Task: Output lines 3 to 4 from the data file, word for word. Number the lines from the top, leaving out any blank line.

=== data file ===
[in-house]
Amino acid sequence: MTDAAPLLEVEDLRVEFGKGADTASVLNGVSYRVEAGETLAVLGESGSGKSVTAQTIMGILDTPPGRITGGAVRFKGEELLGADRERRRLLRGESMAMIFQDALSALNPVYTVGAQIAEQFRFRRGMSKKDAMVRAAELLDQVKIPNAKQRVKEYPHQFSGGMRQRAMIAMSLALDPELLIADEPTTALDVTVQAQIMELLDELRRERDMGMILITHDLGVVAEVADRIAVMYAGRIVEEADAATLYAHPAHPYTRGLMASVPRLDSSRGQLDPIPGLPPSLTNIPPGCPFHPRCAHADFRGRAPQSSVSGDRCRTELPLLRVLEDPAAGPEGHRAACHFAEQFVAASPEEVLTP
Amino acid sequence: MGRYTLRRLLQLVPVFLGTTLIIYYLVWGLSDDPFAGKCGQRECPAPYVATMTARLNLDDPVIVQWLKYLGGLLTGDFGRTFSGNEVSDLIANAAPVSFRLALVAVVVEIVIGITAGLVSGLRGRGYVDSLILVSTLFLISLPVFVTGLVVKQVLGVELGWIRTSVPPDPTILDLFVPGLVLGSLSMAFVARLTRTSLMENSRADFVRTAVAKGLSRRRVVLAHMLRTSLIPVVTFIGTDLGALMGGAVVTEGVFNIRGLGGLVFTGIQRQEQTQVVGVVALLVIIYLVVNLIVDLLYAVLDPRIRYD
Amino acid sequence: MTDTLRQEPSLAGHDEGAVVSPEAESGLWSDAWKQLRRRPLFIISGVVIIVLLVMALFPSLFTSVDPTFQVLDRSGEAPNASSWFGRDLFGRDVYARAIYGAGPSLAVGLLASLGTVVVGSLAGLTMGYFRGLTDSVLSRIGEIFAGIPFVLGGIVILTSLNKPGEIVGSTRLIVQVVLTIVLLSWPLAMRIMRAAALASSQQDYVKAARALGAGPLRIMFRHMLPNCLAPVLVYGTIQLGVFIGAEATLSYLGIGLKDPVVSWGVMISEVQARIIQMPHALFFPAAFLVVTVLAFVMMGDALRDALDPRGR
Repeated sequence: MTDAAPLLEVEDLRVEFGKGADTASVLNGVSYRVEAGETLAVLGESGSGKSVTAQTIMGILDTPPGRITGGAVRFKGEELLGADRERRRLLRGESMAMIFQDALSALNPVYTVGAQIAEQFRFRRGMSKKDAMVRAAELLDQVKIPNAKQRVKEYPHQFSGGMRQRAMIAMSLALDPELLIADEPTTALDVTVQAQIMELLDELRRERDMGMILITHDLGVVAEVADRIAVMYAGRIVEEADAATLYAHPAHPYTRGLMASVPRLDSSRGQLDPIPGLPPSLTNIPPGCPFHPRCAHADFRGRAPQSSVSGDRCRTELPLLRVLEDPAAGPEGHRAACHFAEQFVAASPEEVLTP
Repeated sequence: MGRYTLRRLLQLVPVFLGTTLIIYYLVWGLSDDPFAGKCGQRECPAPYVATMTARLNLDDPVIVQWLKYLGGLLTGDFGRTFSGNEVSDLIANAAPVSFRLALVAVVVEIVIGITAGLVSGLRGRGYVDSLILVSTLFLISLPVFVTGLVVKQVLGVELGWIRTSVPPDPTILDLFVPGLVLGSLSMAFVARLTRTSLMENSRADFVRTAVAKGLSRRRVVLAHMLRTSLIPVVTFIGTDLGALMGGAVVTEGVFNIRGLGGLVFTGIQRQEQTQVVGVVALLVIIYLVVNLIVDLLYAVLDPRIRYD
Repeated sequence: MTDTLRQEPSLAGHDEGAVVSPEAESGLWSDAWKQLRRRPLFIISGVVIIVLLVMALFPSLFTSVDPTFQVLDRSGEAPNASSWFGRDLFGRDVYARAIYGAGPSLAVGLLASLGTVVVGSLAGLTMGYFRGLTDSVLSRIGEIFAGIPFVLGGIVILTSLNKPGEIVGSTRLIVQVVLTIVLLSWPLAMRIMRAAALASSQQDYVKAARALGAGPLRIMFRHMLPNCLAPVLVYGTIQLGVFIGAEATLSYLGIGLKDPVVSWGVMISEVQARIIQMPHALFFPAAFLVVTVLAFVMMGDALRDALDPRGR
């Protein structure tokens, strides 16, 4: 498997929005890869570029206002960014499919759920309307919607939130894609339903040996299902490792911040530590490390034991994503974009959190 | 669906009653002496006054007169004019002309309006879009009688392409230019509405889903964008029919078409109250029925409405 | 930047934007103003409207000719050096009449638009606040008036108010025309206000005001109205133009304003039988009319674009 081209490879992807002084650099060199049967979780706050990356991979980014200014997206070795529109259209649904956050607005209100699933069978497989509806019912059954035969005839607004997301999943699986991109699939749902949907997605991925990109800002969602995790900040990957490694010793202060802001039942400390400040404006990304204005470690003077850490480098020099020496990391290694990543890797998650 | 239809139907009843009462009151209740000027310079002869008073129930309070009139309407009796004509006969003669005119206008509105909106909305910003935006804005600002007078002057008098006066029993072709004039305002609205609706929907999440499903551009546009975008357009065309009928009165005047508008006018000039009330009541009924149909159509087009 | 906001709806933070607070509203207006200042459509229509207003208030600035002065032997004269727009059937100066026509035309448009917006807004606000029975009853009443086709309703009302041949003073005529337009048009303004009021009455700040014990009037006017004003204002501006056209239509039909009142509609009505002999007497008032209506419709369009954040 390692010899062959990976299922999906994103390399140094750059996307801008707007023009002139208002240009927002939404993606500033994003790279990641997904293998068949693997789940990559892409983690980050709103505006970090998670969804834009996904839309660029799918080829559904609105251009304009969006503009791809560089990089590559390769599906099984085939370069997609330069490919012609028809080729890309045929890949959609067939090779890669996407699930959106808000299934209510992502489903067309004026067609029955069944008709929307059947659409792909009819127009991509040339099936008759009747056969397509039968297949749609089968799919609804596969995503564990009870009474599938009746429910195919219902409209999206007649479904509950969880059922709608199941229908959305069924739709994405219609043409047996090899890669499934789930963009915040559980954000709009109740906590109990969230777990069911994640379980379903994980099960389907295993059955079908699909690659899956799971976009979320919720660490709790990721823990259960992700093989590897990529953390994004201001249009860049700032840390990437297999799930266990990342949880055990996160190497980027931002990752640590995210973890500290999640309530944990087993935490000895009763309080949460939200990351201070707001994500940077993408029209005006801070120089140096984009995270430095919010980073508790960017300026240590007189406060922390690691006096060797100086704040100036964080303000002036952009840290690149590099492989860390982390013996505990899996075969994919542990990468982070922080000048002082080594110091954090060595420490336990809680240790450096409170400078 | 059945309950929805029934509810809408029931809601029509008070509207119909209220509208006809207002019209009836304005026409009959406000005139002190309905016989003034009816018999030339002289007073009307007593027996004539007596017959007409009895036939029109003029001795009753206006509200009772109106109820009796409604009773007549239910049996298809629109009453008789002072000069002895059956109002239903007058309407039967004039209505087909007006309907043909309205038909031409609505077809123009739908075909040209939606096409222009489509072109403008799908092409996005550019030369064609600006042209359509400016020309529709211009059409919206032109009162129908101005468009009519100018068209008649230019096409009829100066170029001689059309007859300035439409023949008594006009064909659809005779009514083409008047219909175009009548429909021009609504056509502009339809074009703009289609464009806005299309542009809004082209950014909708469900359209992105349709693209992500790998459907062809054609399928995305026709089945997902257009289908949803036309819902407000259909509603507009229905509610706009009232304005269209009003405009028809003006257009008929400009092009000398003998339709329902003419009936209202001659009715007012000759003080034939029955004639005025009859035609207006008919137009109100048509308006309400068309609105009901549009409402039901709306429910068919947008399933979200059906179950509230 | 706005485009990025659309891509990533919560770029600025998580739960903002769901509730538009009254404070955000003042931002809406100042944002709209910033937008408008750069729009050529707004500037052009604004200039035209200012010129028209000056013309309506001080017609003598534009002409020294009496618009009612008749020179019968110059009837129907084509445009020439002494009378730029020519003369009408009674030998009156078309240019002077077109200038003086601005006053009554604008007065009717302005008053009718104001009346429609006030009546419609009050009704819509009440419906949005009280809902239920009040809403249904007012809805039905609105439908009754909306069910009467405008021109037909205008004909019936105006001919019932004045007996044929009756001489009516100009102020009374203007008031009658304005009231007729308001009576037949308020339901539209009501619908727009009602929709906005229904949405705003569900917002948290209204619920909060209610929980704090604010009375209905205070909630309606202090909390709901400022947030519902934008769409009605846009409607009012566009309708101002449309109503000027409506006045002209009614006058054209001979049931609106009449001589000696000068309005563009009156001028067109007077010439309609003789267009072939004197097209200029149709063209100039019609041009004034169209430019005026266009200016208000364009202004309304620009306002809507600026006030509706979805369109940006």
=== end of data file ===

Amino acid sequence: MGRYTLRRLLQLVPVFLGTTLIIYYLVWGLSDDPFAGKCGQRECPAPYVATMTARLNLDDPVIVQWLKYLGGLLTGDFGRTFSGNEVSDLIANAAPVSFRLALVAVVVEIVIGITAGLVSGLRGRGYVDSLILVSTLFLISLPVFVTGLVVKQVLGVELGWIRTSVPPDPTILDLFVPGLVLGSLSMAFVARLTRTSLMENSRADFVRTAVAKGLSRRRVVLAHMLRTSLIPVVTFIGTDLGALMGGAVVTEGVFNIRGLGGLVFTGIQRQEQTQVVGVVALLVIIYLVVNLIVDLLYAVLDPRIRYD
Amino acid sequence: MTDTLRQEPSLAGHDEGAVVSPEAESGLWSDAWKQLRRRPLFIISGVVIIVLLVMALFPSLFTSVDPTFQVLDRSGEAPNASSWFGRDLFGRDVYARAIYGAGPSLAVGLLASLGTVVVGSLAGLTMGYFRGLTDSVLSRIGEIFAGIPFVLGGIVILTSLNKPGEIVGSTRLIVQVVLTIVLLSWPLAMRIMRAAALASSQQDYVKAARALGAGPLRIMFRHMLPNCLAPVLVYGTIQLGVFIGAEATLSYLGIGLKDPVVSWGVMISEVQARIIQMPHALFFPAAFLVVTVLAFVMMGDALRDALDPRGR